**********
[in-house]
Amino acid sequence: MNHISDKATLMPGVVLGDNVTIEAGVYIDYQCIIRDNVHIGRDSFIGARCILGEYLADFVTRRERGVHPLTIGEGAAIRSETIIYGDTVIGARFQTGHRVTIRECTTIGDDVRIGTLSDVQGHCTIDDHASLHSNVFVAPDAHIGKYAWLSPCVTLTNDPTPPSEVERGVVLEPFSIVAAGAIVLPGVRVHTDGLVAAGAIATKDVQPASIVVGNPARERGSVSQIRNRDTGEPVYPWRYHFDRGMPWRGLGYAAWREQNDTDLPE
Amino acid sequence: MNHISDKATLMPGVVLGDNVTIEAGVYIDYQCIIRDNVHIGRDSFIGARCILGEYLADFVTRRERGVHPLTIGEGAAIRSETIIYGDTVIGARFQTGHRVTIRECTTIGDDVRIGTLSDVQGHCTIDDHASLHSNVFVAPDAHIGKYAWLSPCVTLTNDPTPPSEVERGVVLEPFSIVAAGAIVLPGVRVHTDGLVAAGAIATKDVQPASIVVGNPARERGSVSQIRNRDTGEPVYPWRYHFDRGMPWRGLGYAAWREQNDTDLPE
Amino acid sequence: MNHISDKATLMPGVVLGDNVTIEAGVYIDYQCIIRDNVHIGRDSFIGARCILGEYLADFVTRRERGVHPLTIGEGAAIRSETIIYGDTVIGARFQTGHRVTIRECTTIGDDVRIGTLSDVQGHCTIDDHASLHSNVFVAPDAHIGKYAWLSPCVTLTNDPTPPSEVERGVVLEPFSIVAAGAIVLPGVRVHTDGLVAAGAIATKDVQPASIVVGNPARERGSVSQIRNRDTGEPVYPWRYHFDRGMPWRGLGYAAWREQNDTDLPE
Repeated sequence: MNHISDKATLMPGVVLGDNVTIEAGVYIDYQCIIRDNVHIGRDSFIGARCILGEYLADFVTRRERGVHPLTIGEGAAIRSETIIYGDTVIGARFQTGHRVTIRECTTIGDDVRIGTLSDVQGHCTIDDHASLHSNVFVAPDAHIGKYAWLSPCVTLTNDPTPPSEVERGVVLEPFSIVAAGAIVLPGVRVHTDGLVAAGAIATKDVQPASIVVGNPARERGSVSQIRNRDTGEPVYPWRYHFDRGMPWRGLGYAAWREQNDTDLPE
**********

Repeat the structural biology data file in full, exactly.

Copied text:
[in-house]
Amino acid sequence: MNHISDKATLMPGVVLGDNVTIEAGVYIDYQCIIRDNVHIGRDSFIGARCILGEYLADFVTRRERGVHPLTIGEGAAIRSETIIYGDTVIGARFQTGHRVTIRECTTIGDDVRIGTLSDVQGHCTIDDHASLHSNVFVAPDAHIGKYAWLSPCVTLTNDPTPPSEVERGVVLEPFSIVAAGAIVLPGVRVHTDGLVAAGAIATKDVQPASIVVGNPARERGSVSQIRNRDTGEPVYPWRYHFDRGMPWRGLGYAAWREQNDTDLPE
Amino acid sequence: MNHISDKATLMPGVVLGDNVTIEAGVYIDYQCIIRDNVHIGRDSFIGARCILGEYLADFVTRRERGVHPLTIGEGAAIRSETIIYGDTVIGARFQTGHRVTIRECTTIGDDVRIGTLSDVQGHCTIDDHASLHSNVFVAPDAHIGKYAWLSPCVTLTNDPTPPSEVERGVVLEPFSIVAAGAIVLPGVRVHTDGLVAAGAIATKDVQPASIVVGNPARERGSVSQIRNRDTGEPVYPWRYHFDRGMPWRGLGYAAWREQNDTDLPE
Amino acid sequence: MNHISDKATLMPGVVLGDNVTIEAGVYIDYQCIIRDNVHIGRDSFIGARCILGEYLADFVTRRERGVHPLTIGEGAAIRSETIIYGDTVIGARFQTGHRVTIRECTTIGDDVRIGTLSDVQGHCTIDDHASLHSNVFVAPDAHIGKYAWLSPCVTLTNDPTPPSEVERGVVLEPFSIVAAGAIVLPGVRVHTDGLVAAGAIATKDVQPASIVVGNPARERGSVSQIRNRDTGEPVYPWRYHFDRGMPWRGLGYAAWREQNDTDLPE
Repeated sequence: MNHISDKATLMPGVVLGDNVTIEAGVYIDYQCIIRDNVHIGRDSFIGARCILGEYLADFVTRRERGVHPLTIGEGAAIRSETIIYGDTVIGARFQTGHRVTIRECTTIGDDVRIGTLSDVQGHCTIDDHASLHSNVFVAPDAHIGKYAWLSPCVTLTNDPTPPSEVERGVVLEPFSIVAAGAIVLPGVRVHTDGLVAAGAIATKDVQPASIVVGNPARERGSVSQIRNRDTGEPVYPWRYHFDRGMPWRGLGYAAWREQNDTDLPE